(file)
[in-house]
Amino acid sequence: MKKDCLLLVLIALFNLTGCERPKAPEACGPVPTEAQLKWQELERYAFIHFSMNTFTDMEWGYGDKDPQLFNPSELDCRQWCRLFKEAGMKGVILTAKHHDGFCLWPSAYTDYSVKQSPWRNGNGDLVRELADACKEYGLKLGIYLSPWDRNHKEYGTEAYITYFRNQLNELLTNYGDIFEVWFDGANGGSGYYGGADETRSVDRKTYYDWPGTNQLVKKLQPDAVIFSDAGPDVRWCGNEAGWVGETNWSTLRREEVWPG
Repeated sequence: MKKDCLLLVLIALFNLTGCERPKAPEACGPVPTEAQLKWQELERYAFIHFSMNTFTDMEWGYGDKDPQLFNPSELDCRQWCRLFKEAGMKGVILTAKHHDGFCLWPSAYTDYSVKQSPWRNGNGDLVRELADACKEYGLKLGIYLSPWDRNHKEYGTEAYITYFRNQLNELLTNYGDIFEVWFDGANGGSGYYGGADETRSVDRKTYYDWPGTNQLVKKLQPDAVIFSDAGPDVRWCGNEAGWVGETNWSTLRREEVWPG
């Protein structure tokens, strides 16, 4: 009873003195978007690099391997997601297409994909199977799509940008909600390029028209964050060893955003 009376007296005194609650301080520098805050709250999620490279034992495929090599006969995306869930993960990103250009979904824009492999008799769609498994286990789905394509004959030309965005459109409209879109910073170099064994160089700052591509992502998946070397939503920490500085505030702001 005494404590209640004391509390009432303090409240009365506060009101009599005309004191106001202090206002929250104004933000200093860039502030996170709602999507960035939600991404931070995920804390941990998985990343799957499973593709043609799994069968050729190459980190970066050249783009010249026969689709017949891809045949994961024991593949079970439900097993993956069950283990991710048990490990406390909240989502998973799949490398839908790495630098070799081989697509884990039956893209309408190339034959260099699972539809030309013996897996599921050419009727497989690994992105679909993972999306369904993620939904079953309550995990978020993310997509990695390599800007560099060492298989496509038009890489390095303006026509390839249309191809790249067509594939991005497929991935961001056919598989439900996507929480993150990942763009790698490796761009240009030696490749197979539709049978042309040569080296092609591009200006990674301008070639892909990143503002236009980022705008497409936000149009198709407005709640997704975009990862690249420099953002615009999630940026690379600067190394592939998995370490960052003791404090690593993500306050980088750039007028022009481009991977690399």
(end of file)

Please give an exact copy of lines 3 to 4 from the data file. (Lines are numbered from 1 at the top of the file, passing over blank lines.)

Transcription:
Repeated sequence: MKKDCLLLVLIALFNLTGCERPKAPEACGPVPTEAQLKWQELERYAFIHFSMNTFTDMEWGYGDKDPQLFNPSELDCRQWCRLFKEAGMKGVILTAKHHDGFCLWPSAYTDYSVKQSPWRNGNGDLVRELADACKEYGLKLGIYLSPWDRNHKEYGTEAYITYFRNQLNELLTNYGDIFEVWFDGANGGSGYYGGADETRSVDRKTYYDWPGTNQLVKKLQPDAVIFSDAGPDVRWCGNEAGWVGETNWSTLRREEVWPG
């Protein structure tokens, strides 16, 4: 009873003195978007690099391997997601297409994909199977799509940008909600390029028209964050060893955003 009376007296005194609650301080520098805050709250999620490279034992495929090599006969995306869930993960990103250009979904824009492999008799769609498994286990789905394509004959030309965005459109409209879109910073170099064994160089700052591509992502998946070397939503920490500085505030702001 005494404590209640004391509390009432303090409240009365506060009101009599005309004191106001202090206002929250104004933000200093860039502030996170709602999507960035939600991404931070995920804390941990998985990343799957499973593709043609799994069968050729190459980190970066050249783009010249026969689709017949891809045949994961024991593949079970439900097993993956069950283990991710048990490990406390909240989502998973799949490398839908790495630098070799081989697509884990039956893209309408190339034959260099699972539809030309013996897996599921050419009727497989690994992105679909993972999306369904993620939904079953309550995990978020993310997509990695390599800007560099060492298989496509038009890489390095303006026509390839249309191809790249067509594939991005497929991935961001056919598989439900996507929480993150990942763009790698490796761009240009030696490749197979539709049978042309040569080296092609591009200006990674301008070639892909990143503002236009980022705008497409936000149009198709407005709640997704975009990862690249420099953002615009999630940026690379600067190394592939998995370490960052003791404090690593993500306050980088750039007028022009481009991977690399």